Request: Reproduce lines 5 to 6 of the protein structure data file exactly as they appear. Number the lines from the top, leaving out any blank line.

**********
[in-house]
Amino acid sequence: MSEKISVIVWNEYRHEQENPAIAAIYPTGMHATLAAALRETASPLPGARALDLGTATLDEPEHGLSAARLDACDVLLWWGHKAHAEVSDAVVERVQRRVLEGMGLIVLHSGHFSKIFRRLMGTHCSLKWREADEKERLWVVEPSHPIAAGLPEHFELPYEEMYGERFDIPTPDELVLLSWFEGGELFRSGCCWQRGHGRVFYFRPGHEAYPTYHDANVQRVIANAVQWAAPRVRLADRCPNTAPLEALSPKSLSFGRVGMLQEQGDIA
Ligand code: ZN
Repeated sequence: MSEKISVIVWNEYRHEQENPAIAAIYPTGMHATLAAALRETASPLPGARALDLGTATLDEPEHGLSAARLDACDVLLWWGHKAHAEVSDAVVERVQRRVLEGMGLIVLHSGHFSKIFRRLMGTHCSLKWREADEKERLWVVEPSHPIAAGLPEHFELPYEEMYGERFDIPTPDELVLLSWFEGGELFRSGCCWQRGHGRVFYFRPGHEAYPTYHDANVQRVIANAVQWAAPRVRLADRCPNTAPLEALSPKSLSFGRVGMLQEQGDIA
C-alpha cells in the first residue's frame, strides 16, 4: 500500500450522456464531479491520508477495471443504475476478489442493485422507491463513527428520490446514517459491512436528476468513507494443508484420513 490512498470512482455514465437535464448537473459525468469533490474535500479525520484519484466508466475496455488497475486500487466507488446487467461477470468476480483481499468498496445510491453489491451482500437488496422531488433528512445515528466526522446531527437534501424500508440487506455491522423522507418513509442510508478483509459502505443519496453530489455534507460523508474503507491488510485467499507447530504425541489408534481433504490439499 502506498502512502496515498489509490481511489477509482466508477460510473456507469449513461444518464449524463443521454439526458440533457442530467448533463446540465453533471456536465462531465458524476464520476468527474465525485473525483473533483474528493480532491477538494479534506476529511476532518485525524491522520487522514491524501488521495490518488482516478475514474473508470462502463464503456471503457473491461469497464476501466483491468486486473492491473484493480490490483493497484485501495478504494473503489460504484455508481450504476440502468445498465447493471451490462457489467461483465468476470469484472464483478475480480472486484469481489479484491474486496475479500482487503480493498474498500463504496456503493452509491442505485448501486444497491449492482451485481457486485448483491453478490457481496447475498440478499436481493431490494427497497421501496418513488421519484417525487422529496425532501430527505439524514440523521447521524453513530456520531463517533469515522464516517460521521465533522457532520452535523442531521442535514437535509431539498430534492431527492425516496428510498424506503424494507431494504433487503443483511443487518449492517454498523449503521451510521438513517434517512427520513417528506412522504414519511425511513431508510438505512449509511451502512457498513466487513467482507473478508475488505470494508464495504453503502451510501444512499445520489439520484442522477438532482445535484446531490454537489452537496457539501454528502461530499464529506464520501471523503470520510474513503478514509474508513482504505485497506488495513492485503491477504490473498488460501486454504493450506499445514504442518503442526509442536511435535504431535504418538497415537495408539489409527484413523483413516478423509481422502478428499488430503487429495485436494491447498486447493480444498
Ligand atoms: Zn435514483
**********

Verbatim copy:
C-alpha cells in the first residue's frame, strides 16, 4: 500500500450522456464531479491520508477495471443504475476478489442493485422507491463513527428520490446514517459491512436528476468513507494443508484420513 490512498470512482455514465437535464448537473459525468469533490474535500479525520484519484466508466475496455488497475486500487466507488446487467461477470468476480483481499468498496445510491453489491451482500437488496422531488433528512445515528466526522446531527437534501424500508440487506455491522423522507418513509442510508478483509459502505443519496453530489455534507460523508474503507491488510485467499507447530504425541489408534481433504490439499 502506498502512502496515498489509490481511489477509482466508477460510473456507469449513461444518464449524463443521454439526458440533457442530467448533463446540465453533471456536465462531465458524476464520476468527474465525485473525483473533483474528493480532491477538494479534506476529511476532518485525524491522520487522514491524501488521495490518488482516478475514474473508470462502463464503456471503457473491461469497464476501466483491468486486473492491473484493480490490483493497484485501495478504494473503489460504484455508481450504476440502468445498465447493471451490462457489467461483465468476470469484472464483478475480480472486484469481489479484491474486496475479500482487503480493498474498500463504496456503493452509491442505485448501486444497491449492482451485481457486485448483491453478490457481496447475498440478499436481493431490494427497497421501496418513488421519484417525487422529496425532501430527505439524514440523521447521524453513530456520531463517533469515522464516517460521521465533522457532520452535523442531521442535514437535509431539498430534492431527492425516496428510498424506503424494507431494504433487503443483511443487518449492517454498523449503521451510521438513517434517512427520513417528506412522504414519511425511513431508510438505512449509511451502512457498513466487513467482507473478508475488505470494508464495504453503502451510501444512499445520489439520484442522477438532482445535484446531490454537489452537496457539501454528502461530499464529506464520501471523503470520510474513503478514509474508513482504505485497506488495513492485503491477504490473498488460501486454504493450506499445514504442518503442526509442536511435535504431535504418538497415537495408539489409527484413523483413516478423509481422502478428499488430503487429495485436494491447498486447493480444498
Ligand atoms: Zn435514483